In my planning, I am trying to honour the desire to be a good steward of the earth and to bless those who love me by letting them participate in ways that are perhaps a bit unusual or unorthodox.  In the meantime, I am running into road blocks when I really just want to be buried in the most green way possible and that allows the people in my life to participate in a meaningful way.  We have forgotten that death is not a business.  Death is somewhere we all end up and so we should be careful about how we handle things.   I have heard horrible stories about funeral homes turning away poor family members who they judge not to be able to pay for the cost of the services.  Is that really the legacy that these places want to leave?

I hope that as I continue to plan my funeral and burial that I can find people who are compassionate and gentle, people who are not simply in the business to make a buck.  After decades of accompanying bereaved people, I cannot tell you how it grieves me that one of their first lines of contact in their sorrow are people who are potentially cold-hearted business folks.  I would even say that some prey on those who grieve who in their ignorance and numbness fall for the gloss during their significant loss. No, I do not want a bronze headstone with that coffin, the other one is just fine.  Who supersizes a funeral?  When did that become the reality?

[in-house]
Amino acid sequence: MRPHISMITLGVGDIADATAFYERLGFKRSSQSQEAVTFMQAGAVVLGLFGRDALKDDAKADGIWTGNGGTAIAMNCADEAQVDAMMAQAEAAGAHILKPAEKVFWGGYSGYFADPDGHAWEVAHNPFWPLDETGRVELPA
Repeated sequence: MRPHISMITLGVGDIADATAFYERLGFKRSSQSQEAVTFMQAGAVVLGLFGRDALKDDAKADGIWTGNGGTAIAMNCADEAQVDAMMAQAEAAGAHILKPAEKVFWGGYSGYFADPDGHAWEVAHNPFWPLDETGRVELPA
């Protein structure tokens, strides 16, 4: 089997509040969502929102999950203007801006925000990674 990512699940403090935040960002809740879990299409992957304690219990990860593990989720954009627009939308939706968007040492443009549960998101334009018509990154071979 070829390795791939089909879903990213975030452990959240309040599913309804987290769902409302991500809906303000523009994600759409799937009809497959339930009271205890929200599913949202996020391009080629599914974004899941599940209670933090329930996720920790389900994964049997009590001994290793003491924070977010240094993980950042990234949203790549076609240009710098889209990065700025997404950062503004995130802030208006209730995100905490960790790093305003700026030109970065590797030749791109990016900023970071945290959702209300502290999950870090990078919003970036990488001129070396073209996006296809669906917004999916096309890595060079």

Most times, I am a pretty optimistic, trusting person but when I see the darker side of life, I despair a bit that humans forget their calling which is to love one another.  I hope and pray that as I create my own arrangements that my trust and hope are restored in this particular arena.

Peace,

Suzanne

Reflection Questions

What is important to you in your final preparations for death?

Why do you think this business has become the way it has in some centres?

Prayer

Good and gracious God, I am sure you wish there were more Josephs of Arimathea to tend to your beloved children, people with loving hearts and gentle ways who give generously so that all may rest in peace.  Change our hearts, Divine One, until we understand that we should love one another and serve with humility.  Amen.